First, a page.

Lapsed catholic dating
Obsessions with your partner’s past likely signals that you have some work to do. Make your close, trusted, selective friend group the place to think openly in confidence, and make your relationship the place where you speak intentionally and thoughtfully.Talk with some sane, godly (confidential) friends your partner. Humble yourself and recognize that your partner with a sexual past may very well understand grace now far better than you do (Philippians 2:3). To stake our value in being the best at everything in a future spouse’s life is absurd.
If your partner says, “I don’t think about my ex,” it really could be true.The conversation should not mainly be about the issue of history, but of maturity.Yes, the person with the past, if their sexual activity is recent, needs time to heal before they enter into another romantic relationship.For some reason, the modern sitcom seems to be the only venue that openly addresses the dark awkwardness of a dating partner’s sexual past.Television can make such a history into a lot of things — meaningless, devastating, even humorous.What scares you is that you will come up short in your manhood or womanhood in marriage — that you will always be living in the shadow of your partner’s ex-partners — that your shortcomings and deficiencies will loom over you in the form of inexperience.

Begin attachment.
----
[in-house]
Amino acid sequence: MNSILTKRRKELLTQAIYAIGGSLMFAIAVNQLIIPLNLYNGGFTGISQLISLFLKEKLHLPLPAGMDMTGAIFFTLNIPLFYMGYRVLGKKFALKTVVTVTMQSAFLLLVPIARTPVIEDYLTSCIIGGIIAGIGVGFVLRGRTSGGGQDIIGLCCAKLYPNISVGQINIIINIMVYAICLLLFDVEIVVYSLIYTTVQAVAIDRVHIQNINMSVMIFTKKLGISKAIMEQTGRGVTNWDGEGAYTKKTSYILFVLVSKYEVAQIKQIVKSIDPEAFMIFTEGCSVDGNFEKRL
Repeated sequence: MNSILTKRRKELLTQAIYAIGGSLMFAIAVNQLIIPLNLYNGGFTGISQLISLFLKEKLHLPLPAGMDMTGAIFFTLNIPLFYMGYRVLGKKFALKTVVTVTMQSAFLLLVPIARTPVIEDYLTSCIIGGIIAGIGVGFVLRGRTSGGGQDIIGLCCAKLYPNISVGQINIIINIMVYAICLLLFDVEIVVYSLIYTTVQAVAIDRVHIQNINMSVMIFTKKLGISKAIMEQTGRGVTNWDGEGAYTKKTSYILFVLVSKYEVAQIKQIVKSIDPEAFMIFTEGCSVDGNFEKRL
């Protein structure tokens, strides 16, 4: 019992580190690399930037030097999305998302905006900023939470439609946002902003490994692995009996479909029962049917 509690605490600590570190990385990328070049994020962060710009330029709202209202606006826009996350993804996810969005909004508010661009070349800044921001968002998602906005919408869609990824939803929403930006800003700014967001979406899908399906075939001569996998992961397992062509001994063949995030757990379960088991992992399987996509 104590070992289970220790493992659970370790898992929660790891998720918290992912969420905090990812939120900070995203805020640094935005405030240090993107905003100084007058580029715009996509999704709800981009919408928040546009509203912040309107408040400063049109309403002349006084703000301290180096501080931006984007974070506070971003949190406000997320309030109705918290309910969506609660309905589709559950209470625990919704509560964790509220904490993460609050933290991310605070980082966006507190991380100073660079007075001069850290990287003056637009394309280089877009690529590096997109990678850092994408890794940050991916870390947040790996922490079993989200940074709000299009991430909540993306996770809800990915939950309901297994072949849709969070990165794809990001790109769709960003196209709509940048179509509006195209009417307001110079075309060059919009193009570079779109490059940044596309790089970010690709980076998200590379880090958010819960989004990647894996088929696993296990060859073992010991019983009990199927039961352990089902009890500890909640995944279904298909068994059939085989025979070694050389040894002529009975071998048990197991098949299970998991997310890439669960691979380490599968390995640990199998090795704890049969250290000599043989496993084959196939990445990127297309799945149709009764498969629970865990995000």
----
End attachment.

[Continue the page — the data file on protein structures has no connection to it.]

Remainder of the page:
Remember this: meaningful sex isn’t primarily about a particular (1 Corinthians 7:4; Ephesians –32) — and only in the God-appointed context of the marriage covenant.
There’s not a magic number of weeks or months to wait before dating someone else after having sex. “Desire without knowledge is not good, and whoever makes haste with his feet misses his way” (Proverbs 19:2).
Andy Stanley recommends Christians who have lapsed into a sexually immoral lifestyle wait a full year before dating again — he says, in fact, that it is the best and most important piece of advice he can give those in this situation. As you consider someone for marriage, their maturity today — the evidence and trajectory of their becoming more like Christ — should be your primary concern.
The one who has his or her own sexual history faces their own challenges.
The twin emotions of judged when you feel the weight of your partner’s regret and struggle to process what their sins mean for you.
Obsession, because you want to let the past be the past, but only after your own morbidly detailed investigation — and because you stubbornly refuse to be rejected and overlooked for the purity which you’ve guarded so diligently.